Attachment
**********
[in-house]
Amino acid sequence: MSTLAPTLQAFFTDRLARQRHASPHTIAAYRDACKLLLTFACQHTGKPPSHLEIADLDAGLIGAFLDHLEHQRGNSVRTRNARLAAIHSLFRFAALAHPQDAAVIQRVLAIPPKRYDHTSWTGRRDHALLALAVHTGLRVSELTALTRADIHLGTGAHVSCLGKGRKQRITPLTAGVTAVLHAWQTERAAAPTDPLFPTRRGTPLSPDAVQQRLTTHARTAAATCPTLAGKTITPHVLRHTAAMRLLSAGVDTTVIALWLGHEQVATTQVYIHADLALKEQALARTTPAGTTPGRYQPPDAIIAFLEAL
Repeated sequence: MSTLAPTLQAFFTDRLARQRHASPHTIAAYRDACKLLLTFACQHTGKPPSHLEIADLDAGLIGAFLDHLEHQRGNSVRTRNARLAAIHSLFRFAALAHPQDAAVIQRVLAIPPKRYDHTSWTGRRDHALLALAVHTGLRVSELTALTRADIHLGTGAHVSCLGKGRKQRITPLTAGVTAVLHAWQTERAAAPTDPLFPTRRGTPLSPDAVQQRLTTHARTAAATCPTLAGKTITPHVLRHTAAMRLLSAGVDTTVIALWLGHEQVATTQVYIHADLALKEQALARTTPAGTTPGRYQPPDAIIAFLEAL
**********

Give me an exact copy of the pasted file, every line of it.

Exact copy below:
[in-house]
Amino acid sequence: MSTLAPTLQAFFTDRLARQRHASPHTIAAYRDACKLLLTFACQHTGKPPSHLEIADLDAGLIGAFLDHLEHQRGNSVRTRNARLAAIHSLFRFAALAHPQDAAVIQRVLAIPPKRYDHTSWTGRRDHALLALAVHTGLRVSELTALTRADIHLGTGAHVSCLGKGRKQRITPLTAGVTAVLHAWQTERAAAPTDPLFPTRRGTPLSPDAVQQRLTTHARTAAATCPTLAGKTITPHVLRHTAAMRLLSAGVDTTVIALWLGHEQVATTQVYIHADLALKEQALARTTPAGTTPGRYQPPDAIIAFLEAL
Repeated sequence: MSTLAPTLQAFFTDRLARQRHASPHTIAAYRDACKLLLTFACQHTGKPPSHLEIADLDAGLIGAFLDHLEHQRGNSVRTRNARLAAIHSLFRFAALAHPQDAAVIQRVLAIPPKRYDHTSWTGRRDHALLALAVHTGLRVSELTALTRADIHLGTGAHVSCLGKGRKQRITPLTAGVTAVLHAWQTERAAAPTDPLFPTRRGTPLSPDAVQQRLTTHARTAAATCPTLAGKTITPHVLRHTAAMRLLSAGVDTTVIALWLGHEQVATTQVYIHADLALKEQALARTTPAGTTPGRYQPPDAIIAFLEAL